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I want to learn correct pronunciation of the هُوَ اللَّهُ الَّذي لا إِلٰهَ إِلّا هُوَ (59/22). Go to this link for related verse. If we want to stop in first part, according to tajweed rules (Al-Madd Al-‘Aarid), last word is pronounced with Jazm like that: هُوْ (huv) . But teachers stop like that هُ (hû) . it means without sounds letter و.

You can listen this verse from teachers (like him), he does not sound letter وَ. Others teachers also does not sound it. Why letter وَ is not read? What is the rule of it? I research a lot of Tajweed (quran reading rules) but I could not find the rule of it. Can anyone tell the rules with sources?

(This example also exists in surah al-Baqarah (2/255): اللّهُ لاَ إِلَـهَ إِلاَّ هُوَ. Teachers does not sound last letter وَ in first stop part.)

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The ج sign after َهُو indicates that this is a position for waqf jaa'iz (permissible pausing/rest) according the tajweed rules of riwayat Hafs 'an' Asim. This means you have the choice to pause (which is marked by a silent diacritics - sukun- in the recitation) or go ahead reciting. So if you toke this opportunity and made a pause you'll recite

هُوَ

Without pronouncing the fatha sign on واو. Now as the damah (ـُ) on the هاء (هُـ) has the same sound as the واو due to the sukun (ـْ) which marks the pausing on the (وْ) واو this sounds as if the واو is not pronounced at all as the damah sound is stronger than the silent sukun (the same would apply to fatha (ـَ) if the next and last letter was an ألف or kasrah (ـِ) if the next and last letter was a ياء).

Else you'll pronounce it. The same basically may apply for verse 2:255.

See also What are the different punctuation in Quran?

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  • I know that it is not pronounced the fatha sign on و. But I know that letter ه and و must be jezm like that هُوْ. However teacher pronounce هُ. They does not pronounce letter و . Why Jezm rule is not applied? Is there any rule or it is applied only this verse and 2/255 (of course, if you want to stop there) – Halil İbrahim Oymacı Dec 26 '19 at 17:22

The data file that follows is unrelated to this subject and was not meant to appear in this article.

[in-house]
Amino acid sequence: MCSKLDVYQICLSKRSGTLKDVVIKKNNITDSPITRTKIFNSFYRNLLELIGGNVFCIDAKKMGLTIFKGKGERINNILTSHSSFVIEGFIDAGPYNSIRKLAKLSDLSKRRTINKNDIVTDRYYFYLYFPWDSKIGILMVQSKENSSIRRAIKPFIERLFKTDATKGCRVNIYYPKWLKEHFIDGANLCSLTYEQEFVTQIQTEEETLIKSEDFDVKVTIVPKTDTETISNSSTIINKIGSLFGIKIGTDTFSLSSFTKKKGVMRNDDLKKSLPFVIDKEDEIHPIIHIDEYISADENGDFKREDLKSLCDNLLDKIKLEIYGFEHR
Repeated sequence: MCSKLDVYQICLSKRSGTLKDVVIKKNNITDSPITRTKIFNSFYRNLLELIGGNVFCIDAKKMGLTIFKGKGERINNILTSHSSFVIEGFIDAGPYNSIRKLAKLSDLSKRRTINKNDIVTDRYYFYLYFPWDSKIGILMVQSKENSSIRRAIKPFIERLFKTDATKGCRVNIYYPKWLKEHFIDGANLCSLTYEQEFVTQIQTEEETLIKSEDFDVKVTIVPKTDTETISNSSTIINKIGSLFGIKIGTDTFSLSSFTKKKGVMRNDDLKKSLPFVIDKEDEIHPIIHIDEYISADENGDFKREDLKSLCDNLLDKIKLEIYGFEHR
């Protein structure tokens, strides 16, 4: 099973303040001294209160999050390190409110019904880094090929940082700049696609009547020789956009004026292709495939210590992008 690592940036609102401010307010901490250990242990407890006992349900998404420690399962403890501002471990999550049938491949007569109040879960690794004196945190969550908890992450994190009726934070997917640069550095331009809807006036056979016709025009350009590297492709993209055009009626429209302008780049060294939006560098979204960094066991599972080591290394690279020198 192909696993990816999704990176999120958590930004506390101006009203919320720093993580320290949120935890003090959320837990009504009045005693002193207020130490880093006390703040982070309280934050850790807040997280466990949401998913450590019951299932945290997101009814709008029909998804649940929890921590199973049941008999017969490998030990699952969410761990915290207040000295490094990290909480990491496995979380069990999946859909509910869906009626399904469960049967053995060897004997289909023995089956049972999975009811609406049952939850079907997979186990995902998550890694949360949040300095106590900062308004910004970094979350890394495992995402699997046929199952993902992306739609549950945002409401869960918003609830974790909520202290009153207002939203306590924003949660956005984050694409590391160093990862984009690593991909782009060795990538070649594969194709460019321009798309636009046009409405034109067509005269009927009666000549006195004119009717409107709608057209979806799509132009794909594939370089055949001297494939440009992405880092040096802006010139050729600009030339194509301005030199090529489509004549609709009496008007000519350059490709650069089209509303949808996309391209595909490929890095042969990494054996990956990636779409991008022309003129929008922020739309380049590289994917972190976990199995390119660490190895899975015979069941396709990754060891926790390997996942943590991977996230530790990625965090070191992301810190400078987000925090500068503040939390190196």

• @HalilİbrahimOymacı I've made an edit. – Medi1Saif Dec 26 '19 at 17:45
  • I could not find official site or rule but in this link. He said that if the letters of med (ي و أ ) comes to end of the verse, they are not pronounced, they extend previous letter pronounce. do you agree this rules? – Halil İbrahim Oymacı Dec 26 '19 at 18:23
  • @HalilİbrahimOymacı I'm not an expert on Hafs 'an' Asim. It's not the reading I prefer for recitation although it's among the easiest. What I've quoted above is general practice. You can apply this to a letter that has the same sound as the diacritics of the prior letter in the case of three letters: the letters و in case of damah, ي on case of kasrah, and ا in case of fatha. – Medi1Saif Dec 26 '19 at 18:31
  • Thank you for effort. Allah bless you. – Halil İbrahim Oymacı Dec 26 '19 at 19:12
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When pausing in Arabic, the last letter's vowel can be ignored and be pronounced as a stop. Meaning as if it had a sukoon on it.

For example if the phrase is:

إِلاَّ هُوَ

The هُوَ can be pronounced as as if it was a هُوْ

Similarly, if you are pausing at the end of the first ayah in Surah Fatiha, you would pronounce "رَبِّ الْعَالَمِينَ" as if it was "رَبِّ الْعَالَمِينْ" even though the "ن" has a Fathah on it.

However, if you are continuing rather than pausing, it has to be pronounced as normal.

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  • You said that The هُوَ can be pronounced as as if it was a هُوْ. However teacher pronounced it هُو. I know pausing rules that last character pronounced with Jazm but this rules is not applied in this verse. You can listen this verse in this links: youtu.be/fAJf5yIIGu8?t=41 youtu.be/FL2XaLLhRRs?t=106 etc. – Halil İbrahim Oymacı Dec 26 '19 at 17:16
  • @HalilİbrahimOymacı The two are the same. When there is nothing above the letter, it usually means it is a jazm. If there is a jazm on a 'و' or if there is nothing over it, it means you have to elongate it. Meaning, you have to say "hooo" – The Z Dec 26 '19 at 21:42
  • That's it. I want to learn why/when we have to say "hoo". For example in surah al-fatiha, we sounds "Alhamdu lillaahi Rabbil 'aalameen", not ".. aalamee". We sounds the last letter نَ with Jazm previous letter مِ. What is the rule of it? – Halil İbrahim Oymacı Dec 27 '19 at 15:09
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    The rule is to sound it with a jazm. What I am trying to say is that having a 'و' with a jazm means you make a long "oo" sound. How do you think you would pronounce "هُوْ"? The correct answer is you would pronounce it "هُو" ("hooo") because they are the same thing. – The Z Dec 27 '19 at 15:54
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    @HalilİbrahimOymacı Interesting that the websites don't show a jazm. My Quran app does. Just goes to show that they are the same thing. It depends on what style the writer is using. This is one website where you can see the jazm: quranexplorer.com/quran/default.aspx?Script=IndoPak – The Z Dec 28 '19 at 22:43

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